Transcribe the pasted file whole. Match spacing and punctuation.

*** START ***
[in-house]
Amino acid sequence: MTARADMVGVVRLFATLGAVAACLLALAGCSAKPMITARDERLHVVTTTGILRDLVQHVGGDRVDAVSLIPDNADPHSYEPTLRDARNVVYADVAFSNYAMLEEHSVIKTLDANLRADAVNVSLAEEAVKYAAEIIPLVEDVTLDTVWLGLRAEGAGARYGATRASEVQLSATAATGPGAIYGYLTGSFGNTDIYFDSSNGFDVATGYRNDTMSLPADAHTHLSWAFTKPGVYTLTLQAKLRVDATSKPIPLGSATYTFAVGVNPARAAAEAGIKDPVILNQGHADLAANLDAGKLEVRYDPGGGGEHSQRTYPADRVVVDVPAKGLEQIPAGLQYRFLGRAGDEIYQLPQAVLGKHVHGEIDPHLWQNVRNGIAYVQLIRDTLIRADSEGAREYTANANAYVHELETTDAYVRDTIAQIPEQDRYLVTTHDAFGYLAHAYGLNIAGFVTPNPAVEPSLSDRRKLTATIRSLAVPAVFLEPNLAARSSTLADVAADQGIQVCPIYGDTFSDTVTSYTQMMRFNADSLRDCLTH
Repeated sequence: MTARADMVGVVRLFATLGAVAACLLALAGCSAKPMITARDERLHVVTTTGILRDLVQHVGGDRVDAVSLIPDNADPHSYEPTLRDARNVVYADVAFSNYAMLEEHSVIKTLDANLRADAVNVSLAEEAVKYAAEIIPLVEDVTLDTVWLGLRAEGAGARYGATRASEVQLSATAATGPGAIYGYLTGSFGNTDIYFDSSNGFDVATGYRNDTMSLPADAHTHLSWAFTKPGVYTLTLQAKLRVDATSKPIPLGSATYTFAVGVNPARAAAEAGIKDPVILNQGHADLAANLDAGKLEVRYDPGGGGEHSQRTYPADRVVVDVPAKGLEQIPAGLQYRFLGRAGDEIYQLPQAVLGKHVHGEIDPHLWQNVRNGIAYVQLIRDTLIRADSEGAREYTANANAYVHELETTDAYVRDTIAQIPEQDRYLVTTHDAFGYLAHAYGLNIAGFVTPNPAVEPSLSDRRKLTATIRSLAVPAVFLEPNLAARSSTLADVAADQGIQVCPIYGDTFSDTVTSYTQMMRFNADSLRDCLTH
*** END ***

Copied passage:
[in-house]
Amino acid sequence: MTARADMVGVVRLFATLGAVAACLLALAGCSAKPMITARDERLHVVTTTGILRDLVQHVGGDRVDAVSLIPDNADPHSYEPTLRDARNVVYADVAFSNYAMLEEHSVIKTLDANLRADAVNVSLAEEAVKYAAEIIPLVEDVTLDTVWLGLRAEGAGARYGATRASEVQLSATAATGPGAIYGYLTGSFGNTDIYFDSSNGFDVATGYRNDTMSLPADAHTHLSWAFTKPGVYTLTLQAKLRVDATSKPIPLGSATYTFAVGVNPARAAAEAGIKDPVILNQGHADLAANLDAGKLEVRYDPGGGGEHSQRTYPADRVVVDVPAKGLEQIPAGLQYRFLGRAGDEIYQLPQAVLGKHVHGEIDPHLWQNVRNGIAYVQLIRDTLIRADSEGAREYTANANAYVHELETTDAYVRDTIAQIPEQDRYLVTTHDAFGYLAHAYGLNIAGFVTPNPAVEPSLSDRRKLTATIRSLAVPAVFLEPNLAARSSTLADVAADQGIQVCPIYGDTFSDTVTSYTQMMRFNADSLRDCLTH
Repeated sequence: MTARADMVGVVRLFATLGAVAACLLALAGCSAKPMITARDERLHVVTTTGILRDLVQHVGGDRVDAVSLIPDNADPHSYEPTLRDARNVVYADVAFSNYAMLEEHSVIKTLDANLRADAVNVSLAEEAVKYAAEIIPLVEDVTLDTVWLGLRAEGAGARYGATRASEVQLSATAATGPGAIYGYLTGSFGNTDIYFDSSNGFDVATGYRNDTMSLPADAHTHLSWAFTKPGVYTLTLQAKLRVDATSKPIPLGSATYTFAVGVNPARAAAEAGIKDPVILNQGHADLAANLDAGKLEVRYDPGGGGEHSQRTYPADRVVVDVPAKGLEQIPAGLQYRFLGRAGDEIYQLPQAVLGKHVHGEIDPHLWQNVRNGIAYVQLIRDTLIRADSEGAREYTANANAYVHELETTDAYVRDTIAQIPEQDRYLVTTHDAFGYLAHAYGLNIAGFVTPNPAVEPSLSDRRKLTATIRSLAVPAVFLEPNLAARSSTLADVAADQGIQVCPIYGDTFSDTVTSYTQMMRFNADSLRDCLTH